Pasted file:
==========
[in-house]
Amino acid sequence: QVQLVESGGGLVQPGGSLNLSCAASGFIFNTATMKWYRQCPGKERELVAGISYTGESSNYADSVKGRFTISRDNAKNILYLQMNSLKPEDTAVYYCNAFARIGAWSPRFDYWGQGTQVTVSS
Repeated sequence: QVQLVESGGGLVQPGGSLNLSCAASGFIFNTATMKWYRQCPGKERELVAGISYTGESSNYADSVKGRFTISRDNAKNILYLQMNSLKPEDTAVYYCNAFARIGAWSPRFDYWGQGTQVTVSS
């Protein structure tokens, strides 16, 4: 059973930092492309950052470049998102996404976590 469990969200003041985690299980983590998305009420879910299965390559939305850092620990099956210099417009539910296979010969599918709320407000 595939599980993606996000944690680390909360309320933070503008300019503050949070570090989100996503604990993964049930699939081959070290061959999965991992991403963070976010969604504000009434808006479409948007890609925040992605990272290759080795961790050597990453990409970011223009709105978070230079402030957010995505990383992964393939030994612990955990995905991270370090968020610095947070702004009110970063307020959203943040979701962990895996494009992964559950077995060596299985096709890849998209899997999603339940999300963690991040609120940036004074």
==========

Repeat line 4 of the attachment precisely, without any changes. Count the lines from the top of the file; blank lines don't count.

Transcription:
């Protein structure tokens, strides 16, 4: 059973930092492309950052470049998102996404976590 469990969200003041985690299980983590998305009420879910299965390559939305850092620990099956210099417009539910296979010969599918709320407000 595939599980993606996000944690680390909360309320933070503008300019503050949070570090989100996503604990993964049930699939081959070290061959999965991992991403963070976010969604504000009434808006479409948007890609925040992605990272290759080795961790050597990453990409970011223009709105978070230079402030957010995505990383992964393939030994612990955990995905991270370090968020610095947070702004009110970063307020959203943040979701962990895996494009992964559950077995060596299985096709890849998209899997999603339940999300963690991040609120940036004074």